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EC number: 230-528-9
CAS number: 7173-62-8
Three long-term sediment tests are performed with a diamine with a hydrogenated tallow alkyl chain.
It is considered to be justified to use these results also for other C10-18 diamines because in contrast to the difference in toxicity observed for the aquatic compartment only a limited difference is expected for the benthic compartment because the main exposure route for both the nematode and lumbriculus will be through uptake via food (comber et al., 2008) and because only a small difference in sorption to sediment for the diamines with different alkyl chains is anticipated.
For diamines, four test results are
available regarding the sediment toxicity. Three long-term studies and
one short-term study. The long term studies were performed with the
hydrogenated diamine C16 -18 and were performed withLumbriculus
variegatus and Caenorhabditis elegans. The long-term study
with Caenorhabditis elegans showed no effects upto 1000 mg/kg dw.
Two long-term tests withLumbriculus variegatus were performed
applying two different spiking approaches. In the first test a solvent
was used to spike the test substance on the sand fraction and in the
second test the test substance was spiked onto the whole sediment in the
water phase at a slightly elevated temperature. In the first test with
solvent spiking, a significant difference in reproduction between the
normal control and solvent control was observed. It was not clear why
this difference was observed but considering to unrealism in using a
solvent to spike the test substance it was decided to repeat the test
using an environmentally more realistic solvent free spiking procedure
of the whole sediment. For this second long-termLumbriculus
variegatus a NOEC and EC10 for reproduction was observed of resp.
180 mg/kg dw and 86 mg/kg dw. The NOEC and EC10 based on dry weight of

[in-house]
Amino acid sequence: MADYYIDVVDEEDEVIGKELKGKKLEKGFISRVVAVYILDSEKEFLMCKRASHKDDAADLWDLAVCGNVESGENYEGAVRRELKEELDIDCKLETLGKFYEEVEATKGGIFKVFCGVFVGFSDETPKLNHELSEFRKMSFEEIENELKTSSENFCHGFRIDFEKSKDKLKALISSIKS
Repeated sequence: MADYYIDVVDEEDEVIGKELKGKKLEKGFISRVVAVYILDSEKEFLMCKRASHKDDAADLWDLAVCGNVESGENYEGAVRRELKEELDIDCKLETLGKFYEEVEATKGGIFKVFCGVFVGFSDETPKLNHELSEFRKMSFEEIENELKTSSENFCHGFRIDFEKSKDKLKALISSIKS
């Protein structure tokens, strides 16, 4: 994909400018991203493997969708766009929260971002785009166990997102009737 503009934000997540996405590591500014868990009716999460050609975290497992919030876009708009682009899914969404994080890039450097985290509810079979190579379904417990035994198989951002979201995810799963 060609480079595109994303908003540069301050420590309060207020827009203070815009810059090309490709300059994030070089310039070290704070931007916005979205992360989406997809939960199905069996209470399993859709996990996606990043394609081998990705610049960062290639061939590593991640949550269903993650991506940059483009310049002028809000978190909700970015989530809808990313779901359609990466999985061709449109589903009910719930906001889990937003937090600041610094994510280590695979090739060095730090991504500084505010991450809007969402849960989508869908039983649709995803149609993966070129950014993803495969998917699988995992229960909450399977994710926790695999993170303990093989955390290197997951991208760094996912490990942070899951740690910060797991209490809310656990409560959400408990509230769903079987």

resp 360 and 237 mg/kg dw are higher probably because the moment of
splitting of the worms is slightly influenced by the test substance.
The spiking procedure using a solvent to
spike the sand fraction is unrealistic for cationic surfactants.
Cationic surfactants which may enter surface water are normally sorbed
to dissolved organic matter or suspended matter and may redistribute
slowly to thermodynamically more favourable sites when available. Quartz
sand has a very low CEC and no organic matter. The use of natural
sediment spiked without using solvent is far more realistic and could
allow a more evenly distribution of the test substance over the
sediment. In addition it would allow the ingestion of the test substance
more realistically. In addition the solvent apparently had a positive
influence on the reproduction which limits the reliability of the
similar toxicity is anticipated for organisms living in the benthic
compartments for diamines with alkyl chain lengths ranging from C10-18
based on the fact that the main exposure route for sorbing substances is
via ingestion (comber 2008) and limited difference in sorption to
sediment because the main driver in alkyl-1,3 -diaminopropanes sorption is
ionic interaction. Read-across of these sediment results to diamines with
other alkyl-chain lengths is considered to be justified.
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